Siberia is quite a different experience during this journey. Upon arriving in Novosibirsk, temperatures at 6am were around the freezing point – which is actually not too bad. But to explore the city I needed some extra effort, avoiding to simply stay inside in a cozy little cafe instead.
Uzbeks and Kazakhs are rivals since their countries were formed. There is some underlying mild hostility when talking of each other’s neighbouring country. Being a tourist in a train running from Nukus (Uzbekistan) to Almaty (Kazachstan) is therefore a bit a diplomatic chess play. Being in the region now for almost a month, I can tell Uzbeks and Kazakh apart by simply looking at their faces. But there are Kazach-looking people living in Uzbekistan and vice versa. So it is best, when asked an uncomfortable question (“which of the two countries do you prefer?”), to play the “Niet panimayou” (I don’t understand) game. It is actually surprising how many times I have been asked this question – by both countrymen.
Rustam and his friend Shakzhod helped to find and organize a shared taxi taking me from Bukhara to Khiva. There is no train connection between these two cities and shared taxis are the most sensible way of transport. What you would do as a tourist, is to hire all the seats in the taxi, so you can stop where you want and have enough space in the car. Continue reading “Taxi to Khiva”
The first day in Bukhara, I bumped into a local student – Rustam – who was selling postcards. He offered me to show the city and historical sites for a small nominal fee. Rustam was eager to learn English, and I was eager to view a maximum of Bukhara in a minimum amount of time. After three days in Bukhara, I stayed another extra night, because Rustam had introduced me to his friends and family and I was completely immersed in the Uzbek daily life and culture.
Sweet to ride forth at evening from the wells
When shadows pass gigantic on the sand,
And softly though the silence beat the bells
Along the Golden Road to Samarkand.
(James Elroy Flecker)
What a change a three-hour high-speed train journey can make. The train from Tashkent to Samarkand is up to Swiss railway standards. Actually – 2nd class is almost like 1st class back home. Upon arrival in Samarkand, I checked into my Bead & Breakfast which is conveniently located in the middle of the old town and a stone throw from the greatest monuments I have seen so far in Uzbekistan. First, I changed 50 dollars in the local currency – which gives me a big stack of money. Now, I have to carry all the money in the backpack as my wallet is simply too small for this volume of bills.
Tashkent, the Uzbek’s capital, is a welcome refreshment after having been experiencing Moscow’s pollution loaded streets. Every evening there is some light rainfall cleaning the air and watering nature. The result is quite spectacular: Fresh air, green trees and a unique smell of grass are greeting me every morning during sunrise.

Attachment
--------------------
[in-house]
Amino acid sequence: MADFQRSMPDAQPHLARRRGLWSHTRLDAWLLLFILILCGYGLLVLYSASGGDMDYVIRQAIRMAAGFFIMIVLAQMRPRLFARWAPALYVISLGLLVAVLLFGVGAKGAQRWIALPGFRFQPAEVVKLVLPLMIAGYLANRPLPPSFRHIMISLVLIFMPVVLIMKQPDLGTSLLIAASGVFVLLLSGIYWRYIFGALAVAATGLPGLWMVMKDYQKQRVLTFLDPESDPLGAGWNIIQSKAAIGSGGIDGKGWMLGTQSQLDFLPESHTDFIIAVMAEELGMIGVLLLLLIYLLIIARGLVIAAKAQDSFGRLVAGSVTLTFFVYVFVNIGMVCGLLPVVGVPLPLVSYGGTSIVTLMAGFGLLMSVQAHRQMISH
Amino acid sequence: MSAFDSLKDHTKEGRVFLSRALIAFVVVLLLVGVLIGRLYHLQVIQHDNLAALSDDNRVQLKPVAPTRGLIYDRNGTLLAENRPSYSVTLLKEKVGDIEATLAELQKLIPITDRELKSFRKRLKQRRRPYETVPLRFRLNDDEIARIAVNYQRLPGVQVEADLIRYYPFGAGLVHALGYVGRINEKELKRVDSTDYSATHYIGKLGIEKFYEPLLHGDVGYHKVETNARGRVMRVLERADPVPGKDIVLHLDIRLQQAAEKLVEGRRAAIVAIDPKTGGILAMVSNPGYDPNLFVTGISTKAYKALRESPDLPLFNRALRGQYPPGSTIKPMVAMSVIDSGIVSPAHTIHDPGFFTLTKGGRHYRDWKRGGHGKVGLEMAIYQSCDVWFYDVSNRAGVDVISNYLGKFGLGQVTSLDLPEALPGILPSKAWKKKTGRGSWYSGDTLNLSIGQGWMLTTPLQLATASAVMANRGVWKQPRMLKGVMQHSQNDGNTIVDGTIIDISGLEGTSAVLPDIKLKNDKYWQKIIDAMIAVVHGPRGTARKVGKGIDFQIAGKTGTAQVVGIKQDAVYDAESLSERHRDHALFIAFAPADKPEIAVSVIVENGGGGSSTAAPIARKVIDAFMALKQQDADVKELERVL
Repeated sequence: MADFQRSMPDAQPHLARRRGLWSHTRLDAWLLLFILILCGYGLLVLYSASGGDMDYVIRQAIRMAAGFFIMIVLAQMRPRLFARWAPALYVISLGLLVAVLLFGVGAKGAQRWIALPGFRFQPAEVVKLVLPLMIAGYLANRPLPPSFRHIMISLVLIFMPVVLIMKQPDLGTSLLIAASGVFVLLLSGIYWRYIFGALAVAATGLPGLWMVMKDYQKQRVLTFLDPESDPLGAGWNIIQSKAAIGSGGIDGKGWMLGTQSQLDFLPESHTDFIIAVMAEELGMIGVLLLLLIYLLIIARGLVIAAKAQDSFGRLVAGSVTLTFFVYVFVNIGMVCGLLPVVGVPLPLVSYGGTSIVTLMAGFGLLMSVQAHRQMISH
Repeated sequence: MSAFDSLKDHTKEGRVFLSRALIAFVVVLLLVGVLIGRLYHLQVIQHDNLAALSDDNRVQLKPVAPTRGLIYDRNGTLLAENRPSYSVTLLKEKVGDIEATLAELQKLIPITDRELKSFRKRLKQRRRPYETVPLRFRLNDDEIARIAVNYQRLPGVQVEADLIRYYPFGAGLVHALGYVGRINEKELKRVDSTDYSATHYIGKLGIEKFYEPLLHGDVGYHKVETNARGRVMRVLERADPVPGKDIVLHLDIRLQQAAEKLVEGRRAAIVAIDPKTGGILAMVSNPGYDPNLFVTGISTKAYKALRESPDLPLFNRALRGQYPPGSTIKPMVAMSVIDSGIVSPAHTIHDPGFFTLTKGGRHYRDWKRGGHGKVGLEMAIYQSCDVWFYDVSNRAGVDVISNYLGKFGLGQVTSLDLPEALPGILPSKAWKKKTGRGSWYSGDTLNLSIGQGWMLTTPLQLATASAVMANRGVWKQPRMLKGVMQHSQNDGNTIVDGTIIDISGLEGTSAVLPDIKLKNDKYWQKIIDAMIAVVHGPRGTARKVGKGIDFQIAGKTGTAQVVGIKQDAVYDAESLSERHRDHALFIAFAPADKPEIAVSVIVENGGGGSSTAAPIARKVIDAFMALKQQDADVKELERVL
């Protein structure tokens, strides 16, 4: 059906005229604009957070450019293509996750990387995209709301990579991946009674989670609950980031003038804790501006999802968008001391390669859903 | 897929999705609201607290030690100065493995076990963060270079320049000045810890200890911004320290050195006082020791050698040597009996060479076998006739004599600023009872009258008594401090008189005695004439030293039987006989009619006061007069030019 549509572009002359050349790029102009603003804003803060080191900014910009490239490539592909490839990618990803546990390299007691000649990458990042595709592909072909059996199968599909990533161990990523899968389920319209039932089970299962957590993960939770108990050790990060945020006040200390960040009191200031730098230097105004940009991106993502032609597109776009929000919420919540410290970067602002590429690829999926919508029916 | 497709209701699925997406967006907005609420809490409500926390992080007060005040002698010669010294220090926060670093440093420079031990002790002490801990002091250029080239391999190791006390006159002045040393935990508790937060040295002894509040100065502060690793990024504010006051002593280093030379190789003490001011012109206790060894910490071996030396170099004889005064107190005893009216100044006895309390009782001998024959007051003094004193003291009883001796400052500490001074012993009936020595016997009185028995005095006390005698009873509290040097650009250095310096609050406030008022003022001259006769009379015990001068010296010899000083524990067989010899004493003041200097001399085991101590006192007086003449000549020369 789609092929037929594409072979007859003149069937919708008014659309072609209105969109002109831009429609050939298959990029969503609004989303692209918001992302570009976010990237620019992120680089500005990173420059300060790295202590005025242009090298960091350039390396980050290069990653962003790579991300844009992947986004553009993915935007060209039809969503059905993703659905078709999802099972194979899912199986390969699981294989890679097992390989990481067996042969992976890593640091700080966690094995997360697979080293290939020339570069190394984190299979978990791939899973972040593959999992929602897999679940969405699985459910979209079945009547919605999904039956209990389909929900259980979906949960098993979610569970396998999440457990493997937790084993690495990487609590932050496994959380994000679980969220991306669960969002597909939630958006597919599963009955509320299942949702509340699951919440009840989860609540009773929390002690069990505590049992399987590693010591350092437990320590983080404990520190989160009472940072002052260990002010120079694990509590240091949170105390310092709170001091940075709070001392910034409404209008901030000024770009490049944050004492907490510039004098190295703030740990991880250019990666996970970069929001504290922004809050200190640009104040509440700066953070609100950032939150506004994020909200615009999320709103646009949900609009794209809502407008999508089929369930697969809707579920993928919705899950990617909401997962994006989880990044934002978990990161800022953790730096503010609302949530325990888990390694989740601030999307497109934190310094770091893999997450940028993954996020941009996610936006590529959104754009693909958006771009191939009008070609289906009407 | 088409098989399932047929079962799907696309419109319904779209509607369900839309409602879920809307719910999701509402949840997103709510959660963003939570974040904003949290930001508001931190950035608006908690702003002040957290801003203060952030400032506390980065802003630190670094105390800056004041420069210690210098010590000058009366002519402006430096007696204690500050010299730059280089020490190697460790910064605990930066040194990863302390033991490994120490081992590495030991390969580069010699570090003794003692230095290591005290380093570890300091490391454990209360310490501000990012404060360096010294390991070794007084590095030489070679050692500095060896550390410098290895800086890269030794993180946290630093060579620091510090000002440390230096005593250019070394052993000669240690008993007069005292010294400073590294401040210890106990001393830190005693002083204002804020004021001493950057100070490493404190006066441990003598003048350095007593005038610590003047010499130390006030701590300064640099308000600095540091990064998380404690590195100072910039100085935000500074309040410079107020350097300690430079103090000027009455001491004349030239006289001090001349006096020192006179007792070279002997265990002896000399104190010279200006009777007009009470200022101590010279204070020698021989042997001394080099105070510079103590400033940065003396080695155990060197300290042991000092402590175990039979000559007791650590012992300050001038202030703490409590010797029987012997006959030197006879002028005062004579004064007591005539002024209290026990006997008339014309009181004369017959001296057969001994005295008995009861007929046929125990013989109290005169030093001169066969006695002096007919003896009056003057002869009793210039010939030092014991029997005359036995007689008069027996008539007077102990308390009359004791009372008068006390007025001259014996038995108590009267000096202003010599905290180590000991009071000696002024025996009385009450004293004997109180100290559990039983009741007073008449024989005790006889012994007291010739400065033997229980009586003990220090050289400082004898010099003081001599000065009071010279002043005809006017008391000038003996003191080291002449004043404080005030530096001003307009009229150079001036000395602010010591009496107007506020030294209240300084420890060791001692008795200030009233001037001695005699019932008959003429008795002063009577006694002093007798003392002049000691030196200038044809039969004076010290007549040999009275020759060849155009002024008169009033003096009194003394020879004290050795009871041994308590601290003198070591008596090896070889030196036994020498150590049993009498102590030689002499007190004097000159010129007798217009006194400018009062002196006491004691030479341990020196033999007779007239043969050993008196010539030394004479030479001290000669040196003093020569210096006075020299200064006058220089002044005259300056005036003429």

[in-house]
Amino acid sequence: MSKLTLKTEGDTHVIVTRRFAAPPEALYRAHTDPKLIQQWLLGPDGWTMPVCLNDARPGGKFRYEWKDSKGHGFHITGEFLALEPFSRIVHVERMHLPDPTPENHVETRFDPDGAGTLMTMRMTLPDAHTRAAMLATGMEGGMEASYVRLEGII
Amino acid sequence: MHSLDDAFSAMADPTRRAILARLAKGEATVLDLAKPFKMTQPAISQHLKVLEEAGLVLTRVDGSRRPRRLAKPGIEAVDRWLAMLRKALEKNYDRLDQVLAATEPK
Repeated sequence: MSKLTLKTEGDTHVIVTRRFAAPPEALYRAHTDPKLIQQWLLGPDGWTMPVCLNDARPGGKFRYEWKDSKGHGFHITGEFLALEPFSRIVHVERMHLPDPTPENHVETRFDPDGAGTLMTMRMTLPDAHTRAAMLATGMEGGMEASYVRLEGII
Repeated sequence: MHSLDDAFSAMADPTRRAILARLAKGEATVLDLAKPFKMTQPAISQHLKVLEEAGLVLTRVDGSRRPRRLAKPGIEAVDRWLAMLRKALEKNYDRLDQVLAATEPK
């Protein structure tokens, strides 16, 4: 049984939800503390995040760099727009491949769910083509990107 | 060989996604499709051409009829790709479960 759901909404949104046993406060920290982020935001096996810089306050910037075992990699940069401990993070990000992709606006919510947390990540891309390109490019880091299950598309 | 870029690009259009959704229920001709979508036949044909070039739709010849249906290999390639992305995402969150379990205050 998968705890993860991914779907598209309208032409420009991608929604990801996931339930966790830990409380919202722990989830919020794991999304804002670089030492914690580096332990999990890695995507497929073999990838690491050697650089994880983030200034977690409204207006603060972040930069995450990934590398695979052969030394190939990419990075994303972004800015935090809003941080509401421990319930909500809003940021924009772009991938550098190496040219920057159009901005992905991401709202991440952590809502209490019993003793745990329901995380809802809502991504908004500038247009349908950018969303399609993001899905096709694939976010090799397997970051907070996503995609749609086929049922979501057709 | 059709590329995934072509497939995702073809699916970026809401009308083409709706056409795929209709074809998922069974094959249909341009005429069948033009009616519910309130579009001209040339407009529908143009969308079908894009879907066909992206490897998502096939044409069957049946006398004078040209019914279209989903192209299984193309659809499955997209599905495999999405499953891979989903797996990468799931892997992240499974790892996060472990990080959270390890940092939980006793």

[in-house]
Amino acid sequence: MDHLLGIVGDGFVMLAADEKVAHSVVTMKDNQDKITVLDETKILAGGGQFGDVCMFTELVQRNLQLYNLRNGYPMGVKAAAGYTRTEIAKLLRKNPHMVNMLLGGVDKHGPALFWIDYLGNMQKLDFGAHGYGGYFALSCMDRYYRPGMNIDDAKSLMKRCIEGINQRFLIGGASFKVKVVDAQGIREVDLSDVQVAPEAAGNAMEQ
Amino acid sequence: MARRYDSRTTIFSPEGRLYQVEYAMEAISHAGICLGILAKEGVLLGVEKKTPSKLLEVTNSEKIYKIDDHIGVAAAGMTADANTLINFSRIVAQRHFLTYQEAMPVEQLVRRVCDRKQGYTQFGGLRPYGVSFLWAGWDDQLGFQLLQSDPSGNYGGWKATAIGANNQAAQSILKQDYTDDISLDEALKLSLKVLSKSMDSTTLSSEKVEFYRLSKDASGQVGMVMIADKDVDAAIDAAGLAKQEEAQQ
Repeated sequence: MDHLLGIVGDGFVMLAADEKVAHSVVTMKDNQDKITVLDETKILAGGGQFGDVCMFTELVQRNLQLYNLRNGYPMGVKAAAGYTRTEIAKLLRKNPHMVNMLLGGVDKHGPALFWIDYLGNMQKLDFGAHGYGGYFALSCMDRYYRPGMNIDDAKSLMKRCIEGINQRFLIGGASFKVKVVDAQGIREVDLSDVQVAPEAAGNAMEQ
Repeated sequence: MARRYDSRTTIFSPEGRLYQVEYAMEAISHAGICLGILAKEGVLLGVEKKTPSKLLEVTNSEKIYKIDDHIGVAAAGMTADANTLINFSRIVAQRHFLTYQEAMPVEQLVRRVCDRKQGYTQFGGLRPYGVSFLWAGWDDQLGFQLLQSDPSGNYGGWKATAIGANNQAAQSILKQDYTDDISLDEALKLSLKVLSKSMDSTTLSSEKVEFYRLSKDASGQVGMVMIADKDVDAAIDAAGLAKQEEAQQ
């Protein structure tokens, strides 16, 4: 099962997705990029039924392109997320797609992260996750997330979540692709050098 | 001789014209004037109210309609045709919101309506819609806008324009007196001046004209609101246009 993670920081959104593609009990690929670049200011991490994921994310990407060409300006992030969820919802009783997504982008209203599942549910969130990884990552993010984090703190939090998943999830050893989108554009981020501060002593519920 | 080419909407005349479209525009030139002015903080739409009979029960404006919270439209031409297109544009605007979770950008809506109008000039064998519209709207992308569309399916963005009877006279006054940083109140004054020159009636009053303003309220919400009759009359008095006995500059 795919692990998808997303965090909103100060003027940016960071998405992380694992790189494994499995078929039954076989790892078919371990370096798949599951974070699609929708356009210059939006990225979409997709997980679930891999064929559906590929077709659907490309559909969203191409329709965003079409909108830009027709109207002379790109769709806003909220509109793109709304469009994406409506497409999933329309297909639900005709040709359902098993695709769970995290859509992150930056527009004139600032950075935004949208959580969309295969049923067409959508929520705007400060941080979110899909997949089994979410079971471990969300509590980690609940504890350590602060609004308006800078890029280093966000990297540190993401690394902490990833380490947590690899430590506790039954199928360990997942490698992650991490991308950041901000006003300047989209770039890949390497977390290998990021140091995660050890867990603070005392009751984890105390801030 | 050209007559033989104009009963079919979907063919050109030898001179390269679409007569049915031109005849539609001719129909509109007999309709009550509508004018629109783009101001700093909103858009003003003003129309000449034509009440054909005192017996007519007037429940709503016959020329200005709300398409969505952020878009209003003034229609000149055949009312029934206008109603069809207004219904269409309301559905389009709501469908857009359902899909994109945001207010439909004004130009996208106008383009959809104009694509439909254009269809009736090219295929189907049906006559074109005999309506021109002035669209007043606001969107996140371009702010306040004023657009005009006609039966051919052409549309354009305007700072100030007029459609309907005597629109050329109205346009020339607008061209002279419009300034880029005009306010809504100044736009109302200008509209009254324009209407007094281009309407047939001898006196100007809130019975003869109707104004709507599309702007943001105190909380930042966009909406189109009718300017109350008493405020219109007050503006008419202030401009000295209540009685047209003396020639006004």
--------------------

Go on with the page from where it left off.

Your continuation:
The last day in Moscow started uneventfully. In the morning, I went shopping groceries for the upcoming four-day journey on the train to Tashkent. I stocked some fruit and cup noodles. For lunch, I went back to the hostel where two roommates, Jeremie and Mark, were hanging out with two Canadian girls from the other dorm. We all decided to visit the city together, since everyone was somehow preparing to leave – either towards Mongolia, China or Europe.
Sleeping with ten people in the same room doesn’t bother me. Let’s emphasize the word “me” – because I do perform the art of snoring when being drunk or simply when being very, very tired. Therefore, I’m quite happy to report after the first night in the dorm, that others in the room snore, too. Which is especially true for the 22-year-old blonde girl from Indiana, sleeping in the bunk above me. She is performing her snoring with a thorough soprano voice. It is quite funny to watch new male arrivals trying to make contact with her before the night – then spotting their disappointment and – sometimes – sheer anger during breakfast next morning. I have come to the conclusion that men prefer a quiet night over good looks. Poor girl.
Packing all necessary stuff into a backpack isn’t that hard. With some experience, one knows what was missed during the last trip – or what proved to be useless and isn’t worth carrying around. And even for the inexperienced travelers, there are plenty of Rucksack packing lists available on the Internet. In my case, the random item was a portable stove. The original idea was to be able to boil water for coffee – one big luxury, I wasn’t willing to miss on my journey. But there’s always a source of hot water. And even if there isn’t: I figured out that I can get along fine without coffee for a day or two. The daily dose of caffeine seems not to be that important anymore.